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ONE-YEAR ANNIVERSARY SPECIAL REPORT

Iraq Journals

Glimpses of life in a war-torn country by GNS national security correspondent John Yaukey and photo director Jeff Franko.

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General: Iraqi troops improve

January 26, 2005

Parties waging a polite battle to control Najaf

January 25, 2005

In Iraq, the question is: To vote or not to vote

January 25, 2005

Politics popular in Shiite areas

January 20, 2005

 

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Dispatches from Iraq

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Click here to browse more than 1,000 Iraq war news stories from the front lines and the home front.

 

 

Saturday, April 5

Iraqi war crimes won't go unnoticed

By Derrick DePledge | GNS

WASHINGTON - President Bush on Saturday accused Iraqi soldiers of war crimes in what he described as ``acts of cowardice and murder.''

In his weekly radio address to the nation, the president said soldiers loyal to Iraqi President Saddam Hussein had shielded themselves with women and children and terrorized Iraqi citizens.

``They have killed Iraqi citizens who welcome coalition troops, and they have forced other Iraqis into battle by threatening to torture or kill their families,'' Bush said. ``They have executed prisoners of war; waged attacks under the white flag of truce; and concealed combat forces in civilian neighborhoods, schools, hospitals and mosques.''

The United States is carefully documenting reports of possible war crimes in Iraq and building a separate catalogue of previous war crimes by Saddam's government for potential prosecution on two fronts after the war ends.

A provisional Iraqi government, with support from the United States and other allies, likely would deal with allegations against Saddam from before the war, such as the use of chemical weapons on the Kurds, according to a senior U.S. diplomat involved in investigating war crimes.

The United States, either through military tribunals or other courts, likely would prosecute any war crimes that Iraqi soldiers commit against U.S. forces during the war. Great Britain may be involved in the legal proceedings or could adopt its own method to handle war crimes against British forces.

U.S. forces in Iraq and officials at the Pentagon and the State Department are gathering evidence and flagging individual battlefield reports for investigation after the war.

``It's systematic and continuous behavior across the country,'' the senior diplomat said of the Iraqis.

Army Maj. Ted Wadsworth, a Pentagon spokesman, said U.S. soldiers have been trained in the laws of war and are expected to report any abuses up the chain of command.

``Every soldier is ultimately an intelligence officer,'' he said.


Like the war itself, the United States likely will conduct any war crimes prosecutions largely on its terms. In the past, the United States has worked with its allies and the United Nations on war crimes cases. And certain developments in Iraq, such as Iraq's potential use of chemical or biological weapons, could prompt a more international response after the war.

The United States, Britain, France and the Soviet Union formed the Nuremberg tribunal to prosecute Nazis after World War II. More recently, the United States was a leader of the NATO military force in Kosovo, but a U.N. tribunal is prosecuting former Yugoslavia President Slobodan Milosevic for alleged war crimes.

The new International Criminal Court in the Hague, which was created to settle war crimes allegations, will have no role in Iraq because the United States and Iraq are not among the 89 nations - including Britain - that belong to the court.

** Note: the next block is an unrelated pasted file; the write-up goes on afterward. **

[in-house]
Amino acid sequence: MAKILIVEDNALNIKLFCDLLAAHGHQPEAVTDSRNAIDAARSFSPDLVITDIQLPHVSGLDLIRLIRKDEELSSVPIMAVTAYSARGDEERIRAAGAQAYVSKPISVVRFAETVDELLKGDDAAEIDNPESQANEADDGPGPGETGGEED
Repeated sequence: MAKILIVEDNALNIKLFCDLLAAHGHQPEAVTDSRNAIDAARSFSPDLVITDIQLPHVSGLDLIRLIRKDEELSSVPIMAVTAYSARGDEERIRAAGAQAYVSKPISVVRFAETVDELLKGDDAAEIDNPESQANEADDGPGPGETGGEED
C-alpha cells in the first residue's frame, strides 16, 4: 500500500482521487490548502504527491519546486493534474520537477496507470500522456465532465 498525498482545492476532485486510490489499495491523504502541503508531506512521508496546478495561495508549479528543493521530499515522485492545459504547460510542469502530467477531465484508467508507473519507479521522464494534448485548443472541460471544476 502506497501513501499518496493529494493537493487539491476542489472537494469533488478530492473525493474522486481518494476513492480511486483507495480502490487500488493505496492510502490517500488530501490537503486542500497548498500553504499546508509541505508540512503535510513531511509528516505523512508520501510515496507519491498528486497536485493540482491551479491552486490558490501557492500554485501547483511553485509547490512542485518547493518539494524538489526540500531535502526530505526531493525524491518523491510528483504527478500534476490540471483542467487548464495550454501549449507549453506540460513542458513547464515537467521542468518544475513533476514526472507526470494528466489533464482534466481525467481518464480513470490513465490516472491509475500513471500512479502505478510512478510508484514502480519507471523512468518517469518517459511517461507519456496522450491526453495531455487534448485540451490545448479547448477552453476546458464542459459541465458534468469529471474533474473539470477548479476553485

The Clinton administration had supported the independent court, but President Bush withdrew the United States from participating out of concern that other countries might challenge the United States for using military force, like in Iraq, to protect its interests.

``It could be exposed to politics, or it could be exploited,'' the senior diplomat said.


Some human-rights groups and political and military analysts question whether the United States has lost some of its moral authority by withdrawing from the court and waging war with Iraq without the unanimous endorsement of the U.N. Security Council.

``I think we come in for a lot of international criticism because this war was seen as illegal in the first place,'' said John Quigley, a professor of international law at Ohio State University in Columbus, Ohio.

Amnesty International, Human Rights Watch and others also have criticized Bush for not designating several hundred foreign nationals being held at Guantanamo Bay, Cuba, in a terrorism investigation as prisoners of war. The Bush administration, which has said the prisoners are being treated humanely, maintains that terrorism suspects from the war in Afghanistan and elsewhere are ``enemy combatants'' who were not fighting on behalf of a specific country.

The Geneva Conventions are intended as international standards to govern conduct on the battlefield and to protect the sick and wounded, prisoners of war and civilians during military conflicts. Iraq has said it would follow the conventions in the treatment of prisoners of war but also has urged its citizens to resist the U.S. and British invasion and has sanctioned civilians' suicide attacks.

Richard Gabriel, a former Army major and a military historian at Daniel Webster College in Manchester, N.H., said U.S. allegations of Iraqi war crimes may be an attempt to further justify the war in the international community as much as establishing a legal case for prosecution.

Saddam, and other Iraqis the U.S. believes are responsible for atrocities, may not survive to face a war crimes tribunal.

``The argument being made is a moral one,'' Gabriel said. ``We're out here by ourselves.''